How Will You Spend Your Tax Refund?

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It is tax time.   Millions of Americans will be receiving a tax refund.  A tax refund is a nice annual influx of cash.  How are you planning on spending your tax refund?   Will the money be used to buy a new big screen TV, take a family vacation, a down payment on a new car or use it to pay down credit card debt?   It always seems like everyone has a plan to spend their refund.  I guess that is good news for our economy but may not be the best news for us personally.

Maybe we should use this opportunity to stop and take a look at our personal finances and our spending habits, and determine the best use for this money.  Would you be willing to spend the money vs. invest the money if it would help move you closer to achieving your financial goals?

Here is a quick example on the difference and impact of spending your refund vs. investing your refund over the last two years.   Let’s presume for this example you received a refund of $3,000 on March, 2009 and you used the money to purchase a new big screen TV and surround sound system for your home.  Great entertainment value, but what is the resale value of the big screen TV and surround sound system today?   What if you made the decision to invest the same $3,000 in the stock market in March, 2009 in an established publically traded company like Caterpillar, American Express, Wells Fargo etc.  What would the $3,000 investment be worth today?

Stock                                        3/2/09                 4/4/11              Current Value $3,000 investment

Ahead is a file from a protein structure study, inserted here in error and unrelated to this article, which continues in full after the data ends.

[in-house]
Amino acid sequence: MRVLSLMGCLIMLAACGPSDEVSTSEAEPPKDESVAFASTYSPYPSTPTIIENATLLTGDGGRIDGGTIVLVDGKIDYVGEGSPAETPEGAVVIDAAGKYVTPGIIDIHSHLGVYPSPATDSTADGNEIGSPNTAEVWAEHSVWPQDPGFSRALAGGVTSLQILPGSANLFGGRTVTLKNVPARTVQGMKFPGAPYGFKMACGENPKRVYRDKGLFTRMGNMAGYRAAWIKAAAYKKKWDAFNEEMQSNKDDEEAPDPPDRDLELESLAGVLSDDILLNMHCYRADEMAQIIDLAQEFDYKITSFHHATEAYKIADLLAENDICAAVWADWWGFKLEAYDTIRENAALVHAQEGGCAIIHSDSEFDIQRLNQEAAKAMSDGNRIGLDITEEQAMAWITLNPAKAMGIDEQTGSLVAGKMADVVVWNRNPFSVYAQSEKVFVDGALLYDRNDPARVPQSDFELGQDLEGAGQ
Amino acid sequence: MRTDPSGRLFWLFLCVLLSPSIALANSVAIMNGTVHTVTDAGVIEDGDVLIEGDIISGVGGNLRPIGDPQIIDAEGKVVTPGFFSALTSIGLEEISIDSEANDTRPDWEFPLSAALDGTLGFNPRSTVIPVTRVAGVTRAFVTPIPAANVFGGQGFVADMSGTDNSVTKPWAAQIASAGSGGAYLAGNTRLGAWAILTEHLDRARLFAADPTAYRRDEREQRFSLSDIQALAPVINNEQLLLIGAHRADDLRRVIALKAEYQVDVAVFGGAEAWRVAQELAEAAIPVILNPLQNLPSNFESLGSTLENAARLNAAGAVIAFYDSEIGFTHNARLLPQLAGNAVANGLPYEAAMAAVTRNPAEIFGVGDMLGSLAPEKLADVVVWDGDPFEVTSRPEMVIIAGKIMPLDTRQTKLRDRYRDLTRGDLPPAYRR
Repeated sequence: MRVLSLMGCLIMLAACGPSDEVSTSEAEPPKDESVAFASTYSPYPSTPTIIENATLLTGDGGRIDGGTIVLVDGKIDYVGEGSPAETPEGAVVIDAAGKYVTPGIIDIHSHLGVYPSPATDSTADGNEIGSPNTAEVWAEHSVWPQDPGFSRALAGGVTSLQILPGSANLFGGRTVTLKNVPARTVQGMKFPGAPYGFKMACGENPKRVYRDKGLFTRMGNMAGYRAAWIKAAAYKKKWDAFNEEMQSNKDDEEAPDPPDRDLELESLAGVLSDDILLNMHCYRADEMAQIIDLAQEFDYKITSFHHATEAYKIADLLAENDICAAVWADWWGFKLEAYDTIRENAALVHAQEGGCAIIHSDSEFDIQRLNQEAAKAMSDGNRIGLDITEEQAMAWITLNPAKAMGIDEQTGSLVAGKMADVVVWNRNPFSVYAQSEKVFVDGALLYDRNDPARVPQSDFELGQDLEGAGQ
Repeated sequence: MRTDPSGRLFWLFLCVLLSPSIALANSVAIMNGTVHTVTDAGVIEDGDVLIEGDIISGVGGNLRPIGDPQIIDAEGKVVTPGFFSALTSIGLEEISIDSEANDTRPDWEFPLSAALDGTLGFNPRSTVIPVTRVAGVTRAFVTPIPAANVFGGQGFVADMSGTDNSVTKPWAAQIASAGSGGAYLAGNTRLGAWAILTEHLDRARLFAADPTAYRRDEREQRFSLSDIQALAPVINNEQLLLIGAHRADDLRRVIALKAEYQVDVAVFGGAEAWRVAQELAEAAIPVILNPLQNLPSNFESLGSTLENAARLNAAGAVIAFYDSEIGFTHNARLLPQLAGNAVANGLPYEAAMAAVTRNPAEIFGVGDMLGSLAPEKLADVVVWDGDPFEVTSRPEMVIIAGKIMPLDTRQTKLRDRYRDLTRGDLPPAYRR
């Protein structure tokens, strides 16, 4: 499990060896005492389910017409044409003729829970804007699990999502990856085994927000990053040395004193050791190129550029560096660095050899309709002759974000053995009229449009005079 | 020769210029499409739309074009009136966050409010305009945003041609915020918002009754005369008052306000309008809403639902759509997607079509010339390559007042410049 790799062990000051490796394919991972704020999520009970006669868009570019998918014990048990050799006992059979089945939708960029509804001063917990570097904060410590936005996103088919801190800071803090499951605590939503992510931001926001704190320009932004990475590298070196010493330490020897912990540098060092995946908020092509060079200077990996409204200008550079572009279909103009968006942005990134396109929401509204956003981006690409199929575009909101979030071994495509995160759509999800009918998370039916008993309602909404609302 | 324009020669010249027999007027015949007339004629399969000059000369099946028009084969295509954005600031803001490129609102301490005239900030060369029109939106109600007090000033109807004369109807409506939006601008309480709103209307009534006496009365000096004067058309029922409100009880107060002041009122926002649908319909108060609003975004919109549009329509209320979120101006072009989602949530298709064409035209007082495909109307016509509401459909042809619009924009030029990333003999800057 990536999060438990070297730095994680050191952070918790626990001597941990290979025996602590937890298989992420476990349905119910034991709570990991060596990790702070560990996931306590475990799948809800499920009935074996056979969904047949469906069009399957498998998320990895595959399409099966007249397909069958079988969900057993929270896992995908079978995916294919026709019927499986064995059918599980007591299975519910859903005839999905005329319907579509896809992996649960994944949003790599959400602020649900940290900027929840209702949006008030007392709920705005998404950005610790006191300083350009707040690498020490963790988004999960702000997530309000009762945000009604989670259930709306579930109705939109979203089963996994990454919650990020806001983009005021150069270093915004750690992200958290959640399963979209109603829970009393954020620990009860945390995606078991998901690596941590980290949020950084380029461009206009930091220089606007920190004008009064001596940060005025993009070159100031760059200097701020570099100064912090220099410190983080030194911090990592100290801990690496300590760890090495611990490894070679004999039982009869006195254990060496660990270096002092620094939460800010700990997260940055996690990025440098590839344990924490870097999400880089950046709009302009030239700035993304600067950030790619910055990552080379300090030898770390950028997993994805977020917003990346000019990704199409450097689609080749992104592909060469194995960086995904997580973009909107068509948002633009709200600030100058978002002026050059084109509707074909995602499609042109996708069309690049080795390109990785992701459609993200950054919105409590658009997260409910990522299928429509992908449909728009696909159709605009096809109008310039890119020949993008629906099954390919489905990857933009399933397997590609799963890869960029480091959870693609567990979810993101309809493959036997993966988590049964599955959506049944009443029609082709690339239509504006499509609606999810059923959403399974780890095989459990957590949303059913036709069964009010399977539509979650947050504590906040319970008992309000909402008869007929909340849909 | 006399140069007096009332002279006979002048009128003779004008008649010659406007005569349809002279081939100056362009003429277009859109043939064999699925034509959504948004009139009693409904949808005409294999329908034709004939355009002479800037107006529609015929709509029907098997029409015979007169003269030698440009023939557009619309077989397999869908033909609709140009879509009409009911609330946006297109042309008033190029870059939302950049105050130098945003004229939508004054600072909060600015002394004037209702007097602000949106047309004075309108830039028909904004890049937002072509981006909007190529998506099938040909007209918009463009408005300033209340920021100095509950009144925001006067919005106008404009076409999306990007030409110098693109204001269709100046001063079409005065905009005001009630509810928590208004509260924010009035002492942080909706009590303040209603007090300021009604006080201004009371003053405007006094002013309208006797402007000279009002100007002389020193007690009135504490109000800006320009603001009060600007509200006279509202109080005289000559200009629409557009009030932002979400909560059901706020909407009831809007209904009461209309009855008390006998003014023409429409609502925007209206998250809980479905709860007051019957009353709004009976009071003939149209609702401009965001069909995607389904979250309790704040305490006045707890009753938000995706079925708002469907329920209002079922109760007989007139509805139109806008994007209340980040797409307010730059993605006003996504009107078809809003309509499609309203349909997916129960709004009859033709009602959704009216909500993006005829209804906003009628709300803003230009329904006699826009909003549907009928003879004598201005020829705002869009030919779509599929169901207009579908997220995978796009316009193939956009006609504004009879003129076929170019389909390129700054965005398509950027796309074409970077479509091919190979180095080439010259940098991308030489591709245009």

Caterpillar (CAT)                         $23.23               $113.38             $14,626

American Express (AXP)             $10.26                $45.42              $13,262

Wells Fargo (WFC)                      $8 .61                $42.37              $14,744

*I am not a financial advisor or a stock broker.  These stock quotes are for illustration purposes only.

The returns of these 3 stocks were not the highest returns during this period of time.   There were similar returns on a variety other stocks and some stocks like Ford (F) and others that had larger gains. This is merely an example to illustrate the difference between choosing to conserve our cash vs. consume our cash.   Obviously, these returns are not typical 24 month returns for established publically traded companies. These returns were the result of a perfect storm that was created by the financial crisis that adversely impacted the value of many companies. However, these investment opportunities were available to anyone following the stock market.

The more important lesson for all of us to learn from this example is that we need to ask ourselves is “how do we handle our hard earned money?”  How much have we saved and invested vs. how much have we consumed and spent supporting our lifestyle choices?    Ultimately our lifestyle and financial choices will impact our ability to reach our financial goals and our ability to retire.  What will someday look like for each of us?

The good news it is never too late to work on improving your financial habits and take control of your personal finances.   I hope you will use this year’s tax refund as an opportunity to stop and reflect on your financial habits and goals.   April is the perfect month to work on improving your finances because it is National Financial Literacy Month and there are numerous free resources offered all across America.

In closing, you may also want to take a look at your payroll withholding deductions to determine if it would be better to increase your monthly take home pay as opposed to waiting all year to receive a refund by changing your payroll deductions.   The IRS provides a W-4 calculator to help you determine the correct amount of money to withhold from each paycheck.   Here is a link to their site:   http://1.usa.gov/8VASOp

You can also speak with a CPA or tax preparation service and have them run some calculations for you to help minimize your estimated tax refund.   By increasing your net monthly take home pay, you will have more money on a monthly basis to cover your living expenses, pay off debt, increase your 401k / retirement contributions, fund an emergency fund, etc.

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